besides unravelling the chemical mysteries of life. Biochemical research has amply demonstrated
that all living things are closely related at the molecular level. Thus biochemistry is the subject of
unity in the diversified living kingdom.
• Advances in biochemistry have tremendous impact on human welfare, and have largely benefited
mankind and their living styles. These include the application of biochemistry in the laboratory for
the diagnosis of diseases, the products (insulin, interferon, growth hormone etc.) obtained from
genetic engineering, and the possible use of gene therapy in the near future.
Major complex biomolecules of cells
S.N. Biomolecule Building Block (Repeating
Unit)
Major Functions
1 Protein Amino acids Fundamental basis of structure and
function of cell
2 Deoxyribonucleic acid
(DNA)
Deoxyribonucleotides Repository of hereditary information
3 Ribonucleic acid (RNA) Ribonucleotides Essentially required for protein
biosynthesis
4 Polysaccharide (glycogen) Monosaccharides (glucose ) Storage form of energy to meet short
term demands.
5 Lipid Fatty acids, glycerol Storage form of energy to meet long
term demands; structural components
of membranes
Cell
• Cell means a small room or chamber, cells are the structural and functional unit of living system.
• The study of cell is called cell biology. The cell was discovered by Robert Hooke in 1665.
Functions of cells :
• Cells import various nutrients where they are needed.
• Cells help in growth and development of organism through cell division.
• They perform metabolic functions.
• They help in production of energy.
Types of cell
The cell can be divided into
two groups:
1.Prokaryotic cells
2.Eukaryotic cells
Prokaryotic cells (Greek: Pro-
primitive, karyon-nucleus):
Prokaryotic cells are a type of
cellular organization that don’t
contain a a well defined nucleus
and membrane-bound organelles.
These cells are found in organisms
belonging to the domains Bacteria
and Archaea.
Eukaryotic cells
These cells contain well
defined nucleus and other
membrane. Examples:
Animal cell and plant cell.
Eukaryotic cells are larger
and more complex in
structure and function.
Difference between prokaryotic and eukaryotic
cells
Component Prokaryotic cell Eukaryotic cell
Organism type Unicellular Multicellular
Cell wall Present Present only in plant cell
Size 0.1-5.0μm 5.0-100μm
Nucleus Not well defined Well defined
Membrane bound organelles Absent Present
Genetic material Nucleoid region Nucleus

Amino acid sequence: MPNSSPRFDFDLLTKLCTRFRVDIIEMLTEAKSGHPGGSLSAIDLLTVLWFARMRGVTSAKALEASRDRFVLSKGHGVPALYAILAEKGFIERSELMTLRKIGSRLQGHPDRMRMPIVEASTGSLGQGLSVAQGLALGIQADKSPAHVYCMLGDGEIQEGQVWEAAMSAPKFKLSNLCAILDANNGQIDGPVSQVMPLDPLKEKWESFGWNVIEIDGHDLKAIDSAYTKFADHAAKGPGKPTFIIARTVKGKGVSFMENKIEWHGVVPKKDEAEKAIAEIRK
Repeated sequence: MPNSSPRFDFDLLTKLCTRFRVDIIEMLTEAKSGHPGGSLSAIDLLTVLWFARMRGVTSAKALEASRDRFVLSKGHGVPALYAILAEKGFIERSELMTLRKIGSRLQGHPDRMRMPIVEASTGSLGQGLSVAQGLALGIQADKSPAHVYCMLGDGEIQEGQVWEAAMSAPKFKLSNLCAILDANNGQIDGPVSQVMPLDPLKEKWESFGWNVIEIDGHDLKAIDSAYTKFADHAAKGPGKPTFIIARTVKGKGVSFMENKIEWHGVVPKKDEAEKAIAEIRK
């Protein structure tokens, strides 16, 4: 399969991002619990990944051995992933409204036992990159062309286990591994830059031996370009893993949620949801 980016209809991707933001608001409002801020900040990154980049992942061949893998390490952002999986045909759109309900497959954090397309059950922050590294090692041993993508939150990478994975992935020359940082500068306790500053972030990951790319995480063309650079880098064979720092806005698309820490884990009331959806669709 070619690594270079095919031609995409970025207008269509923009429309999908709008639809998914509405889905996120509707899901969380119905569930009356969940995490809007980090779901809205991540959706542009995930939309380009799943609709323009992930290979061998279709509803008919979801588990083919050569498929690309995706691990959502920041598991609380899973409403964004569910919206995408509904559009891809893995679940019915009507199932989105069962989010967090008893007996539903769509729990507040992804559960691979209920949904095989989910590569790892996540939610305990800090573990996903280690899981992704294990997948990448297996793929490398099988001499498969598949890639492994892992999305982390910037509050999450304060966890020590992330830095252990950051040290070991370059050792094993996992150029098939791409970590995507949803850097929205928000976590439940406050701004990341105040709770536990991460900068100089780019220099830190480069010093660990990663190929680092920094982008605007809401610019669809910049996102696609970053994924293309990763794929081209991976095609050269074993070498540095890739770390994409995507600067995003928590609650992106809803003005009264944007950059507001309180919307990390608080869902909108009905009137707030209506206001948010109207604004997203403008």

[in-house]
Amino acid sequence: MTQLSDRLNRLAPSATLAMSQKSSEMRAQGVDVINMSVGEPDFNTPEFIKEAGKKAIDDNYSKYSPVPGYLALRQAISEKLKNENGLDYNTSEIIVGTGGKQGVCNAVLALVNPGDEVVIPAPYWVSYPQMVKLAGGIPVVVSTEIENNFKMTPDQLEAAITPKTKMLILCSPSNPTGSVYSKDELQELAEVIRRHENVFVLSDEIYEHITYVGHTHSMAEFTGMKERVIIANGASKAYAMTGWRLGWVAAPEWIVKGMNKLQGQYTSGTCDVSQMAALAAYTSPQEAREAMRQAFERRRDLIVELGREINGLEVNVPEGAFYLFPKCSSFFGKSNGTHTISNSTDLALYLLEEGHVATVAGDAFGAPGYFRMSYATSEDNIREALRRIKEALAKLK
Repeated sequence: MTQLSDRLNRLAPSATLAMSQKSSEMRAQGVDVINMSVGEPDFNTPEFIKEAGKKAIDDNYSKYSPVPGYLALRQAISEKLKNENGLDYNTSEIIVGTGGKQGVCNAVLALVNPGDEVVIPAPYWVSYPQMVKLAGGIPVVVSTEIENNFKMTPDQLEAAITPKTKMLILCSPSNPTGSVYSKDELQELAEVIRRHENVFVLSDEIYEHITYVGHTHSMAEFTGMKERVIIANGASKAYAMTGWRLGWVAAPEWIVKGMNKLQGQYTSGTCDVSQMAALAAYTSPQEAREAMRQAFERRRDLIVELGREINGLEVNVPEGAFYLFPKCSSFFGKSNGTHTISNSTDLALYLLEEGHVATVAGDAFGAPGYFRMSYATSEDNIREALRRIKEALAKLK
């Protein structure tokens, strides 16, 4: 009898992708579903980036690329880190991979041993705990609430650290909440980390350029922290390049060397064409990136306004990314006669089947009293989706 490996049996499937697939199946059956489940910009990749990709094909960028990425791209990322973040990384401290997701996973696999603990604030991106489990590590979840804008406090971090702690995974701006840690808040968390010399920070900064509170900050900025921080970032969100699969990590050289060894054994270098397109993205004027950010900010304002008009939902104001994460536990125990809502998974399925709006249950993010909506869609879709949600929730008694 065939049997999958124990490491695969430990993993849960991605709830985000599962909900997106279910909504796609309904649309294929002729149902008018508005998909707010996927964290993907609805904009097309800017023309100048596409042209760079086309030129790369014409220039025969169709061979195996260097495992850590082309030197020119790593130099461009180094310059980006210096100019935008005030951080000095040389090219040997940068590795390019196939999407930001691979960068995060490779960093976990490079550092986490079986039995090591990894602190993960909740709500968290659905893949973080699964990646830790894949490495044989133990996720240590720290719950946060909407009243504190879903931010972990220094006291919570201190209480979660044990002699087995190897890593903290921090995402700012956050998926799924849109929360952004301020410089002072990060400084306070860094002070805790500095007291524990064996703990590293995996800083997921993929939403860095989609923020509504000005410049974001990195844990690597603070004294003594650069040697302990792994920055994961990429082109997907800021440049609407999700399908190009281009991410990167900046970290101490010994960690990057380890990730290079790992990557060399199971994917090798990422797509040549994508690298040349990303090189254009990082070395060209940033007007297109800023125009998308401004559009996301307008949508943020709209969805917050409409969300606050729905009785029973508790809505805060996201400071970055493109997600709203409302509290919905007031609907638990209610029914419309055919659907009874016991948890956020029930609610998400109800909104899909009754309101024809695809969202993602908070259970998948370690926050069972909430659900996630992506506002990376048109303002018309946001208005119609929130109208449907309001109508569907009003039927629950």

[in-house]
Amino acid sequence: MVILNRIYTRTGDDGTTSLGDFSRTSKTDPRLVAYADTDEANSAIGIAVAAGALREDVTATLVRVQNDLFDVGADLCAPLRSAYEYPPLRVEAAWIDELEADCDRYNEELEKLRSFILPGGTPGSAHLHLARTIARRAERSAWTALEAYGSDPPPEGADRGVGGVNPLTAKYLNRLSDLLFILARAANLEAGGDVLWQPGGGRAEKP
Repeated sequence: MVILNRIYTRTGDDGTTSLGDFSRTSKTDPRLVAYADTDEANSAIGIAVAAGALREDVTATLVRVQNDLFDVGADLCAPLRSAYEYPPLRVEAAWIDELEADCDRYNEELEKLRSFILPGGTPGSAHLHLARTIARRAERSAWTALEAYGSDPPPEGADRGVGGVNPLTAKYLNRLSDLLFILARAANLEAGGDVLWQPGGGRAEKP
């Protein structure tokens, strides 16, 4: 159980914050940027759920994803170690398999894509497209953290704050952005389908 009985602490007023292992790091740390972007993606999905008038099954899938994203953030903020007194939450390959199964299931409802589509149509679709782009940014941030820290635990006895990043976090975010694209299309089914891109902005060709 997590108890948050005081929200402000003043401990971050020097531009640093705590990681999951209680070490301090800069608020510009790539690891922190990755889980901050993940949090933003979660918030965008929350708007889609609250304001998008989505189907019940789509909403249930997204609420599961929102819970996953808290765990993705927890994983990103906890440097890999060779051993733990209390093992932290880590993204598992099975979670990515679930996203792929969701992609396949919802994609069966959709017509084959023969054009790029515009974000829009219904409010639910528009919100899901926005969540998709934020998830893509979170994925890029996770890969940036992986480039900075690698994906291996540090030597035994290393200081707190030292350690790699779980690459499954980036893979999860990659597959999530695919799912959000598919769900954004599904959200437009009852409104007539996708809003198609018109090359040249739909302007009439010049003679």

Ribosome 70 s 80 s
DNA Circular Linear
Reproduction Asexual Sexual
Components of the cell
Plasma membrane:
Plasma membrane is a thin, bi-layered outer
covering of the entire cell.
It is mainly composed of lipids in which proteins are
embedded.
It is selectively permeable i.e. it permits the
transport of certain materials into and out of the
cell.
Phospholipid bilayer consists of hydrophilic head and
hydrophobic tail .
Functions:
It protects the cell from the external environment.
It regulates what enters and exits the cell.
It participates in metabolic activities.
Nucleus
It is double membrane spherical structure,
enveloped by nuclear membrane that
separates the nucleus from cytoplasm.
The nuclear membrane is continuous with
endoplasmic reticulum.
The semi-aqueous or gelatinous substance
within the nuclear membrane is called
nucleoplasm.
Membrane-less structure known as nucleolus
that is composed of RNA and proteins.
Chromosomes consist of DNA.
Function:
Nucleus contains heredity information.
DNA replication and transcription.
Endoplasmic reticulum
The endoplasmic reticulum extends from the
cell membrane through the cytoplasm and
forms a continuous connection with nuclear
membrane. There are two types of
endoplasmic reticulum that differ in both
structure and function.
Rough endoplasmic reticulum(RER): It is a
series of flattened sacs that possess
ribosomes attached to the cytoplasmic side
of the membrane.
Functions of RER: The ribosomes attached to
RER help in synthesis of proteins.
Smooth endoplasmic reticulum(SER): It is a
network of tubules that lacks ribosomes.
Functions of SER: The SER participates in
carbohydrate and lipid metabolism.
SER produces enzymes that help to detoxify
certain compounds.
Golgi apparatus
Golgi apparatus is present in all cells except
in red blood cells. It is situated near the
nucleus and is closely related to the
endoplasmic reticulum.
Function: